I’m Sunni and I went to the 10th Muharram procession in Melbourne!
Pakistan, home to 180 million people, saw another deadly Muharram this year when 57 people were killed in a suicide bombing in Lahore. Each time, short term administrative solutions are followed to bandage the plague of ideological intolerance that has infected us for years.
Cities are put under curfew, statements of condemnation floated, promises of fool-proof security made and cellular services blocked for as long the government deems fit. Nothing much has changed since last year, when Raja Bazar in Rawalpindi was gripped by sectarian violence.
This religious intolerance and administrative failure is in stark contrast to what I recently experienced in a foreign land. I come from a Sunni background, but this year, I took part in a 10th Muharram procession organised in Melbourne. This was to show solidarity with my brothers in faith back home.
Australia is known for its racism. Hence, I expected at least a few condescending glances as thousands of people from the world over wore black and walked the city’s street as a unified force.
Nohas were played on loudspeakers and participants thumped their chests in grief. Information leaflets were also distributed which explained the reasons behind this procession and who Imam Hussain (RA) is.
People from all nationalities and races transcended their nationalistic differences and came together for a single cause – the cause of Imam Hussain’s martyrdom.
The procession was taken out right before the Melbourne Cup was to take place a few blocks away. It is a popular horse race that allows people to bet on their favourite horse and drink in celebration. Just that fact was enough proof of the plurality and tolerance of divergent views. We walked further on towards Carlton Gardens where a wedding was taking places only a few minutes earlier.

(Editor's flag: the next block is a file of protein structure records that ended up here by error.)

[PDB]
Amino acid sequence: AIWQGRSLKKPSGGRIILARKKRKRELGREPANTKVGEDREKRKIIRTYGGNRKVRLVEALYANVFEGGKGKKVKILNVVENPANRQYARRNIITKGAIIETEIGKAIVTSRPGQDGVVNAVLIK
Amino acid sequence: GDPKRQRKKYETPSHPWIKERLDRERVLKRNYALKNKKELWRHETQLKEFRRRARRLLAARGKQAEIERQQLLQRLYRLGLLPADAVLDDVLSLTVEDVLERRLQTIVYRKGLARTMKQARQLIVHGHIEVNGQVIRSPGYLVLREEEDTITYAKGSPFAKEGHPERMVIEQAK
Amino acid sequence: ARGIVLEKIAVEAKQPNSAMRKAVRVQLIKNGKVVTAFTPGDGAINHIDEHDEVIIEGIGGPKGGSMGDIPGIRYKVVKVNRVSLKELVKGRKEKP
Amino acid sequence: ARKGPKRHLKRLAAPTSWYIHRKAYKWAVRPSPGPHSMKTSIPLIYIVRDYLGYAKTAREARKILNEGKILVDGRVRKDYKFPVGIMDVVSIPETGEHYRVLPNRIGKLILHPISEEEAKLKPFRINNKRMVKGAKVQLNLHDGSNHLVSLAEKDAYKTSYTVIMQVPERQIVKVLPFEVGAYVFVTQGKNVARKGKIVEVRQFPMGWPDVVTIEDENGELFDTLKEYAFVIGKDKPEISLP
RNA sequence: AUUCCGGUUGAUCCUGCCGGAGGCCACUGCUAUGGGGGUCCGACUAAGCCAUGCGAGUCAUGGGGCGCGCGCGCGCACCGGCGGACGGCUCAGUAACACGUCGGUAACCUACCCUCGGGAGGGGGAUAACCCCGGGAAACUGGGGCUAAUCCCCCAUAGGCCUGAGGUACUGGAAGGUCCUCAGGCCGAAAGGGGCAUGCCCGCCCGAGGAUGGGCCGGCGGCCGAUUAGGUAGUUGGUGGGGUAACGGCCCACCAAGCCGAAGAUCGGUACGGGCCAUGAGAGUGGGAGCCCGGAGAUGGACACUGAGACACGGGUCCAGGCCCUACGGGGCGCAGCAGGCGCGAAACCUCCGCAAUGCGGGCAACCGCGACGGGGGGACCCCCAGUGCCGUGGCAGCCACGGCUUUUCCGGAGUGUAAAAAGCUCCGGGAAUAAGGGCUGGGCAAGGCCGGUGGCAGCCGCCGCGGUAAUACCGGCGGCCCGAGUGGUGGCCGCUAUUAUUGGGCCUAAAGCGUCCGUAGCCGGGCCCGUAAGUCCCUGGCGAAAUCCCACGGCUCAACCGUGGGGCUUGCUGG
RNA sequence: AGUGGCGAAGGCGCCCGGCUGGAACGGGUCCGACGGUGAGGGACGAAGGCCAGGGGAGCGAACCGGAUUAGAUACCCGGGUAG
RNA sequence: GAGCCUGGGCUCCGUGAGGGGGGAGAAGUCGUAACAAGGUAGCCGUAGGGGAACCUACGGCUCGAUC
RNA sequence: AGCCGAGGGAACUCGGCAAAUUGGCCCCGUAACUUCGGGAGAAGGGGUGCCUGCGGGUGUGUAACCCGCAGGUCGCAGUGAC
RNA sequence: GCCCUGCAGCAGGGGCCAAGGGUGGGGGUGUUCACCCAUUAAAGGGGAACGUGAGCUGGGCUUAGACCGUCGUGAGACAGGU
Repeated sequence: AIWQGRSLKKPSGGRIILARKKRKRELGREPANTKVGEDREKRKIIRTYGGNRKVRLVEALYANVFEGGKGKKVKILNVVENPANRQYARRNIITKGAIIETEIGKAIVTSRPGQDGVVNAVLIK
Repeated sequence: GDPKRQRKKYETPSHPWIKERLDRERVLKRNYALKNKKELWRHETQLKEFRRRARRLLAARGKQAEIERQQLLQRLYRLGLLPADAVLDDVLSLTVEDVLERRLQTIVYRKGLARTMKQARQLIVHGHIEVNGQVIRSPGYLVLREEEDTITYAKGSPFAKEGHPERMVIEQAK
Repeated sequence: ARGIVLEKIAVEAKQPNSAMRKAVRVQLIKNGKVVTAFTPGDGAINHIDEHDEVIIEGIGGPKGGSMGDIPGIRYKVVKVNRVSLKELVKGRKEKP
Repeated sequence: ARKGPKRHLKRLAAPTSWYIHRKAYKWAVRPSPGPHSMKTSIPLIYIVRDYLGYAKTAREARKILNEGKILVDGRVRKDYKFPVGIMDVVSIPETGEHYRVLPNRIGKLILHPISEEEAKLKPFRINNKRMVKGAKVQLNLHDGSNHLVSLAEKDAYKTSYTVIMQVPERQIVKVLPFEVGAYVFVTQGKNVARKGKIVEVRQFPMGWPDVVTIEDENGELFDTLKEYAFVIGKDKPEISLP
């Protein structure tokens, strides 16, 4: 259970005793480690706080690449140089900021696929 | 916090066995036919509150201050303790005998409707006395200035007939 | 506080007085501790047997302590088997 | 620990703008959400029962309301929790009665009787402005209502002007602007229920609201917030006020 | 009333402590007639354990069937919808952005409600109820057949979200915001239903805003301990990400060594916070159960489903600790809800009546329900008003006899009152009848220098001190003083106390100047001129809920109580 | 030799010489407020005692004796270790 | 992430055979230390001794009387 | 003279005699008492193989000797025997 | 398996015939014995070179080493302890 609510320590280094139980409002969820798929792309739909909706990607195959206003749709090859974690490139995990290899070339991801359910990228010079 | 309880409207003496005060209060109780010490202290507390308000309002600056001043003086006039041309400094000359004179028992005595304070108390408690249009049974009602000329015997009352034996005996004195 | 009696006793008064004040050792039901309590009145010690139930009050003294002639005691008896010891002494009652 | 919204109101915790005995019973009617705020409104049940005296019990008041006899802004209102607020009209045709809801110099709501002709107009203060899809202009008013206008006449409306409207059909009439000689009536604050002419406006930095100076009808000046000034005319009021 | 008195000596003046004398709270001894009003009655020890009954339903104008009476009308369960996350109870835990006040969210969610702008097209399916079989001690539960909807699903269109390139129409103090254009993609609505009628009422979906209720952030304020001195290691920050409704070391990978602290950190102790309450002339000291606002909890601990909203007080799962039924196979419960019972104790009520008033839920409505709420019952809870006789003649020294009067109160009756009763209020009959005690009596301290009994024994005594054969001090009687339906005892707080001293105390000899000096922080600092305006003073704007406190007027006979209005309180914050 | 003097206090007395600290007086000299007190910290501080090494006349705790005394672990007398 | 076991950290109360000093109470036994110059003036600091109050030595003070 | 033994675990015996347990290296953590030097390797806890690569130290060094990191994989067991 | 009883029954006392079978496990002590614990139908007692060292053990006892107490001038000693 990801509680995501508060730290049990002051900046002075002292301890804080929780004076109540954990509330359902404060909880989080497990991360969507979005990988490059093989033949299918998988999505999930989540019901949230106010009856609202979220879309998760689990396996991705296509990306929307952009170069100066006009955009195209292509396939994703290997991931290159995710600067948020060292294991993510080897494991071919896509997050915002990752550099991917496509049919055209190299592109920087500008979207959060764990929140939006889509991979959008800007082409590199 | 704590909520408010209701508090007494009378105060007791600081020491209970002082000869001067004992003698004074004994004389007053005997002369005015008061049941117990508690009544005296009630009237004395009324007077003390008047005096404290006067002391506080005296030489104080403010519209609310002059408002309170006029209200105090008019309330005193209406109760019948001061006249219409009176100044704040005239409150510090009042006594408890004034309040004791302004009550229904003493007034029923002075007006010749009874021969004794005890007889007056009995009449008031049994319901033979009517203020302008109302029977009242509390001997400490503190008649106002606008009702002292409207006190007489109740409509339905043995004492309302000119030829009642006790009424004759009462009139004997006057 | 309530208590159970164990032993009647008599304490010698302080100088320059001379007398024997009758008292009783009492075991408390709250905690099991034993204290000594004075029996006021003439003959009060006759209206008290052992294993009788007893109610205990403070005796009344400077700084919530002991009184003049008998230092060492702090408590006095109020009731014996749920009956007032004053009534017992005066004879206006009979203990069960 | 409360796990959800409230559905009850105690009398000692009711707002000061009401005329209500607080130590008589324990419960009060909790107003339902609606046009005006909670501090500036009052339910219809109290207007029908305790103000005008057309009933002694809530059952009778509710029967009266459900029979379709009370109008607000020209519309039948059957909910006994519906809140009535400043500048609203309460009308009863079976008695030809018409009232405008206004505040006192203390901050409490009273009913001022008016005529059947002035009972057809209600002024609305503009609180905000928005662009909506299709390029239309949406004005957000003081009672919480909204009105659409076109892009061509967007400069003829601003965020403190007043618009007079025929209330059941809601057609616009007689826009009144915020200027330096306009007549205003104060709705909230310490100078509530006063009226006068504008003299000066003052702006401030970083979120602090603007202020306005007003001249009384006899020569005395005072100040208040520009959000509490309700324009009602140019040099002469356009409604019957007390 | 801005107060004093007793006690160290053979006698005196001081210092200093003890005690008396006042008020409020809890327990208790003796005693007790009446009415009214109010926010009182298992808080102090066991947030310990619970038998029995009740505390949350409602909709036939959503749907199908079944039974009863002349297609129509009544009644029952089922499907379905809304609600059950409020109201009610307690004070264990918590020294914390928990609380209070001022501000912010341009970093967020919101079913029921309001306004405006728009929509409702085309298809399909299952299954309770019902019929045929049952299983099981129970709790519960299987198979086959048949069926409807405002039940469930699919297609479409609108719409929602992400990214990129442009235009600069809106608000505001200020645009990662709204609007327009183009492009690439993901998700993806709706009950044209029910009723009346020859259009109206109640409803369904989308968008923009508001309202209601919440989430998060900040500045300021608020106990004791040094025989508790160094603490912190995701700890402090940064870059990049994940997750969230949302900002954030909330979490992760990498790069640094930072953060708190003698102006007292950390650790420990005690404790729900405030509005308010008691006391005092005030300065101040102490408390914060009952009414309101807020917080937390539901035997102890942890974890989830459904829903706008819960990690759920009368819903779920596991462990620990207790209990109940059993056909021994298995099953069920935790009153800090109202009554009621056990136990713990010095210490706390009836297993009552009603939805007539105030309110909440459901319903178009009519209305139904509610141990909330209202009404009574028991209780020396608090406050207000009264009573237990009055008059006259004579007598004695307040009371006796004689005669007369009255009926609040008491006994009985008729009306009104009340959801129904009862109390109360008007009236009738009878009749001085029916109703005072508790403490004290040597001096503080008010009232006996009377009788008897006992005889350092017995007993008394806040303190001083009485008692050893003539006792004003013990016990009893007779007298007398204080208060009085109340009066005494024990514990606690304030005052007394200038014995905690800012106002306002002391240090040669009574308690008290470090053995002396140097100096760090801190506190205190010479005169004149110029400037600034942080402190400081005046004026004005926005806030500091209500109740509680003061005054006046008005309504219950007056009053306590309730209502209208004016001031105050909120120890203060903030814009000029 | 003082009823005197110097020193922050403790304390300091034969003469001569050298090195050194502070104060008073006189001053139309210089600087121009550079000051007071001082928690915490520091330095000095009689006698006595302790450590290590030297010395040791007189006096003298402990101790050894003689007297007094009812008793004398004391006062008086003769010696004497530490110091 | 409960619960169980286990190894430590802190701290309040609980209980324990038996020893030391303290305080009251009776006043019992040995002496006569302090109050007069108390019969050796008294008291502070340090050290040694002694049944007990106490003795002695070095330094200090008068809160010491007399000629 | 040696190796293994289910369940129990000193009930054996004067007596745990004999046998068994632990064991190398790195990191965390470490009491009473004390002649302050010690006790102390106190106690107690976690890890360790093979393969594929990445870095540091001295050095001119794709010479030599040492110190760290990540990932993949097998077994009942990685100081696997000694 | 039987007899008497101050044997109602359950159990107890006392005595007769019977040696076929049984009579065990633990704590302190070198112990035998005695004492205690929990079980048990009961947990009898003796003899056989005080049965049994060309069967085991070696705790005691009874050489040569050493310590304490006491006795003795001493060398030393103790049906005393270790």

Following that, Zuhr prayers were offered and the participants dispersed to peacefully go home.
How unfortunate that this proof of coexistence was blatant in a ‘gora land’ and not in my own country that boasts of 98% Muslim population and was founded on secular, pluralistic principles. There was no threat of violence or fear of being attacked. There was no hint of racism in a country known for it. The government didn’t have to put security on high alert neither did it jam cell phone services.
Will we ever be able to fight the ideological extremism prevalent in Pakistan and allow space for such peaceful coexistence of different beliefs and values?
Will we ever see a day when the government doesn’t have to enforce shallow administrative actions to fight the larger battle against extremist mindsets and a lack of plural values?
Let’s hope so.
The views expressed by the writer and the reader comments do not necessarily reflect the views and policies of The Express Tribune.